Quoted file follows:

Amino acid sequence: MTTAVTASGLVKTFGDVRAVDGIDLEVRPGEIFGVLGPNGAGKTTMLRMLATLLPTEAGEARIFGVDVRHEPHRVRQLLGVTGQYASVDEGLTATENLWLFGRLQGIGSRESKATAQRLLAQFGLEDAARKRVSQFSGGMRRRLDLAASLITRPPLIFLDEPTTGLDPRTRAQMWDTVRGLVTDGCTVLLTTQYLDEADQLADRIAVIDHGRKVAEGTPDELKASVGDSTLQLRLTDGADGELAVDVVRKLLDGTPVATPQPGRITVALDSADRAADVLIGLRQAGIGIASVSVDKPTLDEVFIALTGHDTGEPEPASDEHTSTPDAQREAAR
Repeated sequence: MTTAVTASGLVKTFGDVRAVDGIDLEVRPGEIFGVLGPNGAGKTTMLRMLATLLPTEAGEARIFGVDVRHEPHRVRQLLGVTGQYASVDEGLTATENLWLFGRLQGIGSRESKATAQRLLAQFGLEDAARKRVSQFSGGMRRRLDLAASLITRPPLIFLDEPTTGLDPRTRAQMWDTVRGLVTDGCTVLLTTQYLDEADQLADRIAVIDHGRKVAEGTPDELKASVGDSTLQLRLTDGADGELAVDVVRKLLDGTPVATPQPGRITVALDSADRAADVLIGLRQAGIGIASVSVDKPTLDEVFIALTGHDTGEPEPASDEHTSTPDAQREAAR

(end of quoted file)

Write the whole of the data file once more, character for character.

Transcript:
Amino acid sequence: MTTAVTASGLVKTFGDVRAVDGIDLEVRPGEIFGVLGPNGAGKTTMLRMLATLLPTEAGEARIFGVDVRHEPHRVRQLLGVTGQYASVDEGLTATENLWLFGRLQGIGSRESKATAQRLLAQFGLEDAARKRVSQFSGGMRRRLDLAASLITRPPLIFLDEPTTGLDPRTRAQMWDTVRGLVTDGCTVLLTTQYLDEADQLADRIAVIDHGRKVAEGTPDELKASVGDSTLQLRLTDGADGELAVDVVRKLLDGTPVATPQPGRITVALDSADRAADVLIGLRQAGIGIASVSVDKPTLDEVFIALTGHDTGEPEPASDEHTSTPDAQREAAR
Repeated sequence: MTTAVTASGLVKTFGDVRAVDGIDLEVRPGEIFGVLGPNGAGKTTMLRMLATLLPTEAGEARIFGVDVRHEPHRVRQLLGVTGQYASVDEGLTATENLWLFGRLQGIGSRESKATAQRLLAQFGLEDAARKRVSQFSGGMRRRLDLAASLITRPPLIFLDEPTTGLDPRTRAQMWDTVRGLVTDGCTVLLTTQYLDEADQLADRIAVIDHGRKVAEGTPDELKASVGDSTLQLRLTDGADGELAVDVVRKLLDGTPVATPQPGRITVALDSADRAADVLIGLRQAGIGIASVSVDKPTLDEVFIALTGHDTGEPEPASDEHTSTPDAQREAAR